- Page 1LG Optimus One P500
- Page 2 Software, Performance and Verdict
- Page 3 Specs
- Page 4 Camera Test Samples
- Easy to use
- Full range of Android features
- Tidy design
- Large battery
- Soft plastic screen
- Can be a bit slow at times
- Lowish resolution screen
- Review Price: £179.00
- 3.2in, 320 x 480 pixel screen
- 600MHz CPU
- Android OS
- 3.0 megapixel camera
- GPS, Wi-FI, Bluetooth
The budget Android smartphone market has really taken off in the last year with beautifully made handsets like the HTC Wildfire or models with high resolution screens like the Orange San Francisco being available for well under £200. And, one of the more recent arrivals is the LG Optimus One that we’re looking at today.
Clothed mainly in soft touch black plastic, this phone is built around a 3.2in screen, which is slightly smaller than that of your average high-end smartphone and as such the whole phone is a bit smaller than the likes of the iPhone 4. Specifically it measures 113.5 x 59 x 13.3 mm, so is about 5mm shorter and narrower.
It’s also immediately clear this is a budget phone from the fact that the screen is a flexible plastic rather than glass. Otherwise, it’s an elegant enough device with its smart black and silver livery. The curved edges and general layout of buttons also makes it a nice device to hold and handle.
Eschewing the fashion for all touch sensitive controls, the One has a full compliment of four physical, backlit, buttons running underneath the screen, corresponding to Menu, Home, Back and Search. We rather like the way LG has separated the Search and Menu keys from the Home and Back, signifying their status as less-often used extras rather than main navigation buttons. All four have a nice noticeable click and feel securely planted. Thankfully, pressing the Home button activates the screen, allowing you to unlock the phone, without having to stretch for the power button.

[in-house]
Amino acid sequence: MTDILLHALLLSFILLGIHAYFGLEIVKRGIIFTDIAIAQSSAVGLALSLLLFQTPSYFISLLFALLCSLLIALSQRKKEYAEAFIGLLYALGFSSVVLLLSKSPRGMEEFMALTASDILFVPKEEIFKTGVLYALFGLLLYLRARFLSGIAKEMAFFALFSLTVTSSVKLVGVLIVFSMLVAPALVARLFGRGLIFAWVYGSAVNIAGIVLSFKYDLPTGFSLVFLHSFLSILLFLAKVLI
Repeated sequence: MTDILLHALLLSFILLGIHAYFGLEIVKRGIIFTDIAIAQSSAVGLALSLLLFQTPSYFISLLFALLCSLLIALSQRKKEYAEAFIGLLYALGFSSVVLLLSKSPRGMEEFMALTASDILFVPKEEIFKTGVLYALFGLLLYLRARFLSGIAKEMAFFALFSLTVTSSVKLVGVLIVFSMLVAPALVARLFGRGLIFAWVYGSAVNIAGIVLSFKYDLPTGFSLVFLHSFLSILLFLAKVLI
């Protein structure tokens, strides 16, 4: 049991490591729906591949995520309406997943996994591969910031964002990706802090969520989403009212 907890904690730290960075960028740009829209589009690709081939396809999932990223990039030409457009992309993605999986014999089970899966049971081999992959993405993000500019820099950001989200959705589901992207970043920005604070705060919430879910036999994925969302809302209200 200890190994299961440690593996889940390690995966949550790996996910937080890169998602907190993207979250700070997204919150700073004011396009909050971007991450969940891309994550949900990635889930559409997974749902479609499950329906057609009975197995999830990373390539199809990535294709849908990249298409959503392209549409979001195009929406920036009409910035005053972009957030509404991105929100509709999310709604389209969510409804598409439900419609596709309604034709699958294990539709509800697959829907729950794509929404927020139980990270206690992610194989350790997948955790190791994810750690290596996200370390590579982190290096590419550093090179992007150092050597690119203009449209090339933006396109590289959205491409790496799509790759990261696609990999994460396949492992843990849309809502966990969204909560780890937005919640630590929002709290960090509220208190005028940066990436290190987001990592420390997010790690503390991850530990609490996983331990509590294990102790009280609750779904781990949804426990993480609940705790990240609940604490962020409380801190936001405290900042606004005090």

Elsewhere there is a volume control on the right edge, headphone jack and power button on the top, a 3.0 megapixel camera on the back and microUSB on the bottom edge. The volume rocker again has a nice noticeable click though the thinness of the buttons means it’s not the easiest control to use by feel alone. Pop the back plate off – via the thumbnail notch on the top edge – and a rather glamorous looking silver inside is revealed. Sadly it’s just painted plastic, not metal. You do, however, get a sizable 1500mAh battery and microSD slot for adding up to 32GB of storage to the fairly miserly 170MB found onboard.
Turn the phone on and its screen is presented in its full glory. The LCD panel packs in 320 x 480 pixels, which is lower than the San Francisco and high-end smartphones but is on par with or higher than most cheaper Android devices. Thanks to the smaller screen, the lower resolution isn’t quite so obvious, resulting in a sharp looking image. It’s no iPhone 4 but you’re definitely not going to be constantly distracted by a horrible pixellated mess everytime you try and write a text message. Viewing angles are impressive with the picture not breaking up significantly no matter where you view it from. It also produces nice natural, if slightly muted colours.
It’s also nice and responsive when it comes to touch sensitivity, and supports multi-touch for the all essential pinch to zoom gesture. It’s just a shame LG couldn’t have packed in a glass screen for the price, as no matter this model’s merits, it just feels less than premium.
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